The Strange Cosmic Saga of Occult Metal Band Summoner’s Circle

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Summoner’s Circle is not like other Knoxville bands, and not just because they play spaced-out heavy rock laced with occult and astrological symbolism borrowed from H.P. Lovecraft, Robert E. Howard, and other pulp writers of the early 20th century. The band’s six members claim to be refugees from a cosmic war on the planet Mercury, intent on completing a series of arcane eldritch rituals—which, when performed, just happen to resemble heavy-metal concerts. Is it a publicity stunt or a postmodern prank? Or have mystical metal aliens really landed in our midst? Guitarist Gog answered some of our questions in a recent email interview.

Tell me about the band—who you are, how you came together, previous experience, what you’re trying to do with this new band?
It is a long and ongoing story. Allow me to summarize to the best of my ability. The Circle was formed by Magog and myself early in the Earth year of 2015 during the calendar term you refer to as February. The war on our home world of Mercury led to the death of our Creator, and we were tasked by our order to gather together all of the old Creator’s spilled blood in order to perform the Rite of Making, which would summon him back into being. Magog and I had grown weary of serving this now deceased god and his order, and decided at this juncture to, yes, collect his blood but, instead, perform the Summoning ourselves and assume the power of the old creator unto ourselves. Mercury is currently in chaos, and it seemed like the most opportune moment to strike out on our own in a quest for ultimate power and vengeance. We are now an alliance of Six. We have assumed earthly avatars and adopted your instruments to assist in creating the incantations necessary to perform the Summoning. The Six are Gog (lead guitar); Magog (rhythm guitar); the Fallen One (bass); Blind (throat and screams); Sol (keyboards and vocals); and B.G. Scios (drums).

Any particular bands you find inspiration from? You seem to draw from classic doom, modern metal, some black metal.
Your observations are quite astute. We have researched doom pioneers on your world such as Black Sabbath, Pentagram, Candlemass, and Draconian, in addition to others such as Opeth and Emperor. Their works, and many others, have greatly contributed to the incantations you can now hear on First Summoning. Each of the Six has studied many varied and distinct artists, and each has brought those together into what is now the core, or essence, of our being.

You guys obviously have a flair for the theatrical. Where does that come from, how does it influence what you do, and what are your ultimate plans? I get the feeling there’s a bigger picture.
That is just part of being when you are a Summoner by trade. One cannot work blood magick and conjure and bind interdimensional beings and not have a flair for the theatric. What is it the kids around here say? This is how we roll? The larger the scale, the more powerful the Summoning. Our Acolytes and Nones (followers and fans) deserve to be treated to more than watching several beings standing there performing incantations. We feed off of the energy, and that energy gives us more power. In turn, it gives them more pleasure and a spectacle to behold. It is a perpetual cycle. When you come witness us performing a Summoning, be prepared to view a spectacle and something that could be deemed over the top.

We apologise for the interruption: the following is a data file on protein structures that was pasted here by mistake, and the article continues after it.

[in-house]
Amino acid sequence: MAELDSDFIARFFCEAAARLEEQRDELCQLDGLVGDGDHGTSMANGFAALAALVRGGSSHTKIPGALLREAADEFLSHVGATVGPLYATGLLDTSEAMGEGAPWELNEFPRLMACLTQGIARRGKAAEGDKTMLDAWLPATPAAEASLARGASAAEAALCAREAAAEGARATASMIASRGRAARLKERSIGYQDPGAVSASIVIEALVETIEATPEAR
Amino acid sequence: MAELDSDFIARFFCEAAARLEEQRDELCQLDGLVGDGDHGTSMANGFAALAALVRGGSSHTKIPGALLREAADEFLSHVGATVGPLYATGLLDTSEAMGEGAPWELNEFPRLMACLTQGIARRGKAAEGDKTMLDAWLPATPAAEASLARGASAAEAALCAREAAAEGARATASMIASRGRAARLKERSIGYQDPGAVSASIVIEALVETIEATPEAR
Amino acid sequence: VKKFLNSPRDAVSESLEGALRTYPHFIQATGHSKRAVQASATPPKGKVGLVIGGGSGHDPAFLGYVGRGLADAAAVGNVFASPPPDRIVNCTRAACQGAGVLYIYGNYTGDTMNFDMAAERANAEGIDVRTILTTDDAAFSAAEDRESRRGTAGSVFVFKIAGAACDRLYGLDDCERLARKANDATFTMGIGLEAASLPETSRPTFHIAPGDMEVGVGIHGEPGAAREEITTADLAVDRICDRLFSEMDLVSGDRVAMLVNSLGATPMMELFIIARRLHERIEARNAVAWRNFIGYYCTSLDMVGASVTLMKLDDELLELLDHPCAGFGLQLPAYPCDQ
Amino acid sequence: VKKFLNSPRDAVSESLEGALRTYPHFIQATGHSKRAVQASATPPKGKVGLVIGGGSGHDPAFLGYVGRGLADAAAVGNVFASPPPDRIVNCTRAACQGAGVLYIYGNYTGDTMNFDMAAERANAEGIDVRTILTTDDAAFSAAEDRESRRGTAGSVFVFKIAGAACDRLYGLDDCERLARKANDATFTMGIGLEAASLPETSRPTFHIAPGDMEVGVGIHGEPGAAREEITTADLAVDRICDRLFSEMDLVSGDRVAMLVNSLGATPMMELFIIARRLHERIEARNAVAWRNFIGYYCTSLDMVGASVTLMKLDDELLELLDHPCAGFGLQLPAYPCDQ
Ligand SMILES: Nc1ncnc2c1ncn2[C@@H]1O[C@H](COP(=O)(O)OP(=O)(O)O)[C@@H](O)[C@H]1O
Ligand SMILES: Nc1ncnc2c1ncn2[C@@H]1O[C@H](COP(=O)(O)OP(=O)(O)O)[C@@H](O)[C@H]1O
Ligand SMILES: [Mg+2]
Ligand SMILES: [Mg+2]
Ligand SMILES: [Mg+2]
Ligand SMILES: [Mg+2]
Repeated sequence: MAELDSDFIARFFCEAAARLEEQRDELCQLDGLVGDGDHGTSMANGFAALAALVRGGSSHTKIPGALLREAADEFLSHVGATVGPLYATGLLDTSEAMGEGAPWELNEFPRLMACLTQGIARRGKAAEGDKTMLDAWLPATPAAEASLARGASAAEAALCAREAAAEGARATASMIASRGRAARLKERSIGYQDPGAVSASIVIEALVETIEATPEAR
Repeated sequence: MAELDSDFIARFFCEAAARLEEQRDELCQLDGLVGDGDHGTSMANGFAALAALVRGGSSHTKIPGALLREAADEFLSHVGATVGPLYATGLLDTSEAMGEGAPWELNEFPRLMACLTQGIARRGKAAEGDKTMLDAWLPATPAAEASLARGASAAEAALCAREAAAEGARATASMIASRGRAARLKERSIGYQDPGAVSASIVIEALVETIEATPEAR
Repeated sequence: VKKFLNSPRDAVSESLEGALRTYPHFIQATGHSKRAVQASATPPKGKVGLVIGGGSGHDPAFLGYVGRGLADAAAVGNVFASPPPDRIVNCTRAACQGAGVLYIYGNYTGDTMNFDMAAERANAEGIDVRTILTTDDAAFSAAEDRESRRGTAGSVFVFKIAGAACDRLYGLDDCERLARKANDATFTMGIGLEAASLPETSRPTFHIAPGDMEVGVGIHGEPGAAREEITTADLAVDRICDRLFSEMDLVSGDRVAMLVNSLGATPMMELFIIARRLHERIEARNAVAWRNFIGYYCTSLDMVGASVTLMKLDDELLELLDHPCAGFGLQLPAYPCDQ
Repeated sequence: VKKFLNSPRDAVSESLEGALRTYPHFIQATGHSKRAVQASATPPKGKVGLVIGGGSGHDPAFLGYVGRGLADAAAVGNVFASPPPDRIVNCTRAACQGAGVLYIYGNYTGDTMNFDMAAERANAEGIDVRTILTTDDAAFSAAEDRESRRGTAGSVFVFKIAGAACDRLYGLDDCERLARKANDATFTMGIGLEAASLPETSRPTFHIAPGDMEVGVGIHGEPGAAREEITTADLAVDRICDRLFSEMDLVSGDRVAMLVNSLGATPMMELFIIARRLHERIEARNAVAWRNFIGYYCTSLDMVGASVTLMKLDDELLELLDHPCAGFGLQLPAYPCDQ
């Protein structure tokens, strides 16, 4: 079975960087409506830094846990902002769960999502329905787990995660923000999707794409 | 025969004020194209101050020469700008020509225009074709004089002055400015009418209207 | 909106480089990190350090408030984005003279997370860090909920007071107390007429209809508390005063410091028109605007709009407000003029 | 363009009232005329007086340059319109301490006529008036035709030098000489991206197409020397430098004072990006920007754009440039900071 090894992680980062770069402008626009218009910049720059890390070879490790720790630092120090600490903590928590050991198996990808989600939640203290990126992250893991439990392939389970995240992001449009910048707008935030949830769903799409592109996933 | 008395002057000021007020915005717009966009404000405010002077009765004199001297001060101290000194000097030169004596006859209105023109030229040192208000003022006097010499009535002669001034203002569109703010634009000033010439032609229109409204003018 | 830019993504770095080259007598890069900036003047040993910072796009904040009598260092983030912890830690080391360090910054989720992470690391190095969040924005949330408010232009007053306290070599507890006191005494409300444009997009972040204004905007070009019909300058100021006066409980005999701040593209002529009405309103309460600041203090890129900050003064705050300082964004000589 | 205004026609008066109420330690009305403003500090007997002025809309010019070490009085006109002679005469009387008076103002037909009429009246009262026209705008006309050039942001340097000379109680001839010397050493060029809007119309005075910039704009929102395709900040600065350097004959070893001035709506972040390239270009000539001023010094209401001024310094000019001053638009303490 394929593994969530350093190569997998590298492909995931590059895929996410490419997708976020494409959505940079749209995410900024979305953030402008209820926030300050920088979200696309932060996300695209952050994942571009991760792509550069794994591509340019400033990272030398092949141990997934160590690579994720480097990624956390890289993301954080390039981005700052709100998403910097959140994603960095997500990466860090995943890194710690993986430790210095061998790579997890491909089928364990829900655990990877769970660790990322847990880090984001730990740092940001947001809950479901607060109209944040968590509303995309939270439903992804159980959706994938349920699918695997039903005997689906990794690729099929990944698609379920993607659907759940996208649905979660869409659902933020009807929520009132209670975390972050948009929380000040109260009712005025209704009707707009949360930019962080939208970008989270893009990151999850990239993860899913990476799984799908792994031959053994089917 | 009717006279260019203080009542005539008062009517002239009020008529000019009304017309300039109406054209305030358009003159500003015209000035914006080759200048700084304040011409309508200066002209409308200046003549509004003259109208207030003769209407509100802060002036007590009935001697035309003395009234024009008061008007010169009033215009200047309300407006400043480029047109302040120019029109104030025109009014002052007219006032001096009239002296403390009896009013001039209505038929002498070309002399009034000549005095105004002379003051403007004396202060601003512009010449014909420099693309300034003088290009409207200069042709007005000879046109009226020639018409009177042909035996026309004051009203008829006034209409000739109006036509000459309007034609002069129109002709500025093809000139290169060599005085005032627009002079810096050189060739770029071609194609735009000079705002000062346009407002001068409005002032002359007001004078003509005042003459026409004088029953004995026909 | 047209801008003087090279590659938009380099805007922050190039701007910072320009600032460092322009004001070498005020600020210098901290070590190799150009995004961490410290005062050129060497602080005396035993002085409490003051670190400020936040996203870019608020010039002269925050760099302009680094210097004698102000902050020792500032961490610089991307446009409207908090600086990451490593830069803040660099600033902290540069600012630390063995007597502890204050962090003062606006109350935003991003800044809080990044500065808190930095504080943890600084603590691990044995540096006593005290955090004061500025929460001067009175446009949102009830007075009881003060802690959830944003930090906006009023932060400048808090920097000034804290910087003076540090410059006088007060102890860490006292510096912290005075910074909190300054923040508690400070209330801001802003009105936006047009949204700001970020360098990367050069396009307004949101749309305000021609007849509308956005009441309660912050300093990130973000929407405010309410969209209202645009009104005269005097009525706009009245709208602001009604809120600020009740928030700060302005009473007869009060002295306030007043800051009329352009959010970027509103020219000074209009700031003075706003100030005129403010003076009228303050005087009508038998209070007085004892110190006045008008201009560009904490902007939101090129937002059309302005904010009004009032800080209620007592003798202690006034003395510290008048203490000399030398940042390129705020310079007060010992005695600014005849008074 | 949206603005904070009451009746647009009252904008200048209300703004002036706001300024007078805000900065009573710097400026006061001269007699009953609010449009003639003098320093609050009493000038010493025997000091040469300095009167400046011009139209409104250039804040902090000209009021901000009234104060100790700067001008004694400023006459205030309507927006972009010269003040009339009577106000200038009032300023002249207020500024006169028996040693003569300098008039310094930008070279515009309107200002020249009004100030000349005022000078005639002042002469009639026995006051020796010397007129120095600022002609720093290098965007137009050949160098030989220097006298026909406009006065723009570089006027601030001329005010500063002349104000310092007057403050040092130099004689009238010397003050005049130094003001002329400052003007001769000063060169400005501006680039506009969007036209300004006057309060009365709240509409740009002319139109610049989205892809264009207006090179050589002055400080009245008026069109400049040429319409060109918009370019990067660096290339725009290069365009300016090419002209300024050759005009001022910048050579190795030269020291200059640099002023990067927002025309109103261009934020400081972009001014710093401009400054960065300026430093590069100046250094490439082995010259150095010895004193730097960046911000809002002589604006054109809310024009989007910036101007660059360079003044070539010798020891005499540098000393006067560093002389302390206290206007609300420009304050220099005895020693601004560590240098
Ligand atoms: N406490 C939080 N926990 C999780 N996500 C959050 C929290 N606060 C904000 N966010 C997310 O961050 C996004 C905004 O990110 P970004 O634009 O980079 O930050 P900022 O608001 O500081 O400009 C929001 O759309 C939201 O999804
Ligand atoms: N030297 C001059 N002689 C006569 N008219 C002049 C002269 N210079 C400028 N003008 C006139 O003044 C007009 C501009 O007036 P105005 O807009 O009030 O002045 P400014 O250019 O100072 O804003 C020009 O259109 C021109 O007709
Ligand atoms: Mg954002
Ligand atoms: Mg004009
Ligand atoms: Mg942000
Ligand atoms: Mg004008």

Who’s the singer, and where did you find him? I imagine it’s pretty hard to find anybody around Knoxville who can (or will) do extreme metal vocals, but you seem to have found a really good one.
That would be Blind. Magog, Fallen, and I were about to be devoured by the Parasite at the base of the White Pyramid when, and I might add in no hurry, he finally decided our lives were worth saving. We knew he had the ancient wisdom we needed to complete the Circle and perform the Summoning, so we were seeking him out, traversing across the blasted deserts on the sun-facing side of Mercury, where no sane being should live. He is, indeed, a very unique and powerful summoner, and we are fortunate that he joined our ranks.

In your live clips, there’s some tongue-in-cheek humor in the presentation, but it’s not apparent in the music. Do you find that’s a tough line to navigate—acknowledging that what you’re doing is over the top but remaining committed to it?
Ah, yes. Blind is quite snarky in his old age. Seeing that which is not supposed to be seen has a way of doing that to a being. He doesn’t get out much, and spends most of his time locked up in the Fortress of Chukar. I surmise he jests for the attention it gets him.

First Summoning sounds top-notch—tell me about writing and recording it. And are there plans for a full-length?
First Summoning was chronicled over a span of several months by Dalton Skinner at Anchor Sound Studios. Each Summoner contributed to the writing of each incantation. The Six are currently in the process of writing material for a full-length tome, which we hope to chronicle during the spring cycle of 2016.

Knoxville’s metal scene seems to be gathering momentum—you guys, stoner bands like Mass Driver and O’Possum, the prog-rock bands, and plenty more. Is anything in particular spurring that?
Most likely the cosmic energies being released by the war on Mercury are fueling this resurgence. Doom, death, and destruction travel swiftly and quietly.


Summoner’s Circle plays with Deicide, Seasons of Suffering, and Cemetery Filth at the Concourse (940 Blackstock Ave.) on Wednesday, Dec. 16, at 8 p.m. 18 and up. Admission is $17/$20 day of the show

Senior Editor Matthew Everett manages the Knoxville Mercury's arts & entertainment section, including the comprehensive calendar section—Knoxville’s go-to guide for everything worth doing in the area. You can reach Matthew at

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